My hesitation to wax more enthusiastic is that I’ve been gobsmacked by Alan Furst’s novels. The characters smoldered, the plots stole the breath, the thriller in “historical thriller” sent the spine a-tingle. It feels as if Furst approached Mission to Paris with tenderness and affection, both for his beloved City of Lights and for his Cary Grant-inspired leading man, Frederic Stahl. The soft-focus lighting on the characters and setting may have smoothed the sharp edge of tension found in his earlier works.

This is cinema-ready, just like its colorful characters and picture-postcard settings. Settle in with a big bowl of buttered popcorn and enjoy the show.

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Book Review: The Rise and Fall of the Third Reich: A History of Nazi Germany by William Shirer

The Rise and Fall of the Third Reich: A History of Nazi GermanyThe Rise and Fall of the Third Reich: A History of Nazi Germany by William L. Shirer

My rating: 5 of 5 stars

Three years ago I implemented a personal tradition: to read a “Monster Classic” each year. This is my term, referring to a piece of writing that is great in reputation and girth. The how and when of it is to begin the Monster mid-summer and read it in fits and starts over the course of several months, with a goal of finishing before the end of the year. The why of it isn’t so simple. Most avid readers I know have daunting lists of books they want to or feel they should read. I’m no different, but life is too short for shoulds. I’m after something that will change the way I look at writing, at storytelling, at the world.

For whatever reason I have chosen these books, I realized this summer that my Monster Classics are built on the premise of, or are greatly informed by, war. Two years ago I read Thomas Mann’s The Magic Mountain, an allegorical tale shaped largely by Mann’s reaction to World War I; last year, Tolstoy brought me War and Peace, that gorgeous and profound tale of Russia during the Napoleanic era.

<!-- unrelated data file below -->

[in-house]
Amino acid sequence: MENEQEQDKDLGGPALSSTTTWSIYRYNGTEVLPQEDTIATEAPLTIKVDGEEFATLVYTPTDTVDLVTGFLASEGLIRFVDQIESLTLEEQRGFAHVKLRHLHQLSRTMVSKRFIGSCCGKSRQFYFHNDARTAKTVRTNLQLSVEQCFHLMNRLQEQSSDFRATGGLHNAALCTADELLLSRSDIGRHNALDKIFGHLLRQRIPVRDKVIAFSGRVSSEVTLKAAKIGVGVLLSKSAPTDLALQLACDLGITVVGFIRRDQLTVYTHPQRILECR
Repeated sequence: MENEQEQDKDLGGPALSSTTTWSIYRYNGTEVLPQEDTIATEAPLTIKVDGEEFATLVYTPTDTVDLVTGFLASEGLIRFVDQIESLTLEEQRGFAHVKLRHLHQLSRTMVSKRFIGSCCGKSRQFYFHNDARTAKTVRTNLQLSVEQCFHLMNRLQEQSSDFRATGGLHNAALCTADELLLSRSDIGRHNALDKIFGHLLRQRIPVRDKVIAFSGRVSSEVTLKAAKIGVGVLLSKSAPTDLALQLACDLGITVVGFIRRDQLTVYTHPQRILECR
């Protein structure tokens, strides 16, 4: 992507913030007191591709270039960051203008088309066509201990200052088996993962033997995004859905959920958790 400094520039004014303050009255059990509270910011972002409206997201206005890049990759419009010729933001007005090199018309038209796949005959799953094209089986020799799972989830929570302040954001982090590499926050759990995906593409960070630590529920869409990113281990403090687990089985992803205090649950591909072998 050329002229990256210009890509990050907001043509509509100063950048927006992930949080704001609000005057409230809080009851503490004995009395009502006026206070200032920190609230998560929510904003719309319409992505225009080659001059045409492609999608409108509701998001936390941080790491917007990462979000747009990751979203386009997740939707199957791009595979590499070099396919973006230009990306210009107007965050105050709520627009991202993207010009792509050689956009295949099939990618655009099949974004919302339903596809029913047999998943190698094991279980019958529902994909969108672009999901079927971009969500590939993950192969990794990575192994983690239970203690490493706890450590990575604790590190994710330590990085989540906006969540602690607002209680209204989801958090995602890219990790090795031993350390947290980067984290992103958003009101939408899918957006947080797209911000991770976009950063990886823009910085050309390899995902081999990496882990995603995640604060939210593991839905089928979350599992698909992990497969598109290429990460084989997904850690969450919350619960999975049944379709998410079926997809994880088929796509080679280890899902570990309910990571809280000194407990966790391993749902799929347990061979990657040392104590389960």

This summer I turned from fiction to narrative non-fiction. World War II has long fascinated and disturbed me. I’ve sought, without success, to reconcile the incongruous romance of this war – the films, music, literature that conjure a sense of the heroic and of solidarity, the “Greatest Generation” united as Allies – with its human suffering so incomprehensible that the mind struggles against its limits to accept what the eyes witness in words and photos.

I selected The Rise and Fall of the Third Reich for perhaps the same reason that millions before me have: to understand how one man created a machine of slaughter out of a country in shambles. After 1264 pages in six weeks, I am still bewildered. Of course I knew the external conditions: the carving up of Germany after WWI, the political disaster that the Treaty of Versailles put into motion, the desperate economic conditions in Germany as the Depression ground what little economy it had left into grist. But this diminutive Austrian who so captured the imagination and bent the will of a once-proud nation — how did he do it? Why did he? And why did so many follow him into the hell of his creation?

William Shirer, a longtime foreign correspondent, worked in the Third Reich from 1934 to 1940, leaving only when it became clear he and his family were no longer safe. He returned to Germany in 1945 to report on the Nuremberg trials. The Rise and Fall of the Third Reich was published in 1960, barely a generation after the end of the war.

Because of Shirer’s proximity and access to the majors players of the Third Reich and certainly because war was exploding all around him, the book has an immediacy and intimacy that sets it apart from a traditional historical examination of events. It also contains Shirer’s interpretations, suppositions and ruminations.

As an American of German-Italian-Norwegian descent, I had a very hard time with Shirer’s characterization of Germans as possessing a predilection for cruelty and war. There are few nations that remain exempt from this pointed finger. But it begs the question that even Shirer could not answer: how did the atrocities of the war escape the outrage of the German people? Shirer presents clues and circumstances which serve as a caution to us all. And many of which I recognize in today’s socially and politically polarized America that feeds on propaganda and is increasingly indulgent of politicians’ idiocy and rejection of facts.

The Rise and Fall of the Third Reich is thick with military history – this is a book about war. That may seem obvious, but do not expect a sociological narrative. Shirer is a great journalist, which assumes certain skill in telling a story that will appeal to a lay audience. But this book, after its introduction to Hitler and his early life, uses the major events, invasions and battles of World War II to show the creation of an empire.

It is a testament to Shirer’s skill that I became so caught up in the details of Hitler’s conquests and defeats. Although I have read books about individual battles, I have never followed a comprehensive history of the European theatre. It was astonishing to read on-the-ground reports as nearly all of Europe fell at Germany’s feet in a short period, then to sit above it all and witness Hitler’s increasing megalomania that spelled out his downfall.